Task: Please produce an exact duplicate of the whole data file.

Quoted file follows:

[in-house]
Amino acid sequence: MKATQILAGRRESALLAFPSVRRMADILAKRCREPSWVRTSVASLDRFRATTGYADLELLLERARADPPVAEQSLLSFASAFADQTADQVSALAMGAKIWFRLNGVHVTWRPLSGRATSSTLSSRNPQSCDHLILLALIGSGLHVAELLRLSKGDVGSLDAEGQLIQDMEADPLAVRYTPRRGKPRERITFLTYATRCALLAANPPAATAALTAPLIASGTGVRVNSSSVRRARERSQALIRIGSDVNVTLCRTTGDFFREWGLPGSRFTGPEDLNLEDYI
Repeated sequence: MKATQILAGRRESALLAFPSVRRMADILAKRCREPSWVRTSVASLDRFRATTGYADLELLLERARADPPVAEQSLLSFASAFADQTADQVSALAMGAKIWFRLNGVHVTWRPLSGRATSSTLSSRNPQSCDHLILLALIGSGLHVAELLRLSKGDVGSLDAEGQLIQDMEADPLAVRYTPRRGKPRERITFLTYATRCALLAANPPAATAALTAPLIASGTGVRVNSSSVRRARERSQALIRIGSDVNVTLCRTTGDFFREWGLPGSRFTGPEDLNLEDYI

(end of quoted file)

[in-house]
Amino acid sequence: MKATQILAGRRESALLAFPSVRRMADILAKRCREPSWVRTSVASLDRFRATTGYADLELLLERARADPPVAEQSLLSFASAFADQTADQVSALAMGAKIWFRLNGVHVTWRPLSGRATSSTLSSRNPQSCDHLILLALIGSGLHVAELLRLSKGDVGSLDAEGQLIQDMEADPLAVRYTPRRGKPRERITFLTYATRCALLAANPPAATAALTAPLIASGTGVRVNSSSVRRARERSQALIRIGSDVNVTLCRTTGDFFREWGLPGSRFTGPEDLNLEDYI
Repeated sequence: MKATQILAGRRESALLAFPSVRRMADILAKRCREPSWVRTSVASLDRFRATTGYADLELLLERARADPPVAEQSLLSFASAFADQTADQVSALAMGAKIWFRLNGVHVTWRPLSGRATSSTLSSRNPQSCDHLILLALIGSGLHVAELLRLSKGDVGSLDAEGQLIQDMEADPLAVRYTPRRGKPRERITFLTYATRCALLAANPPAATAALTAPLIASGTGVRVNSSSVRRARERSQALIRIGSDVNVTLCRTTGDFFREWGLPGSRFTGPEDLNLEDYI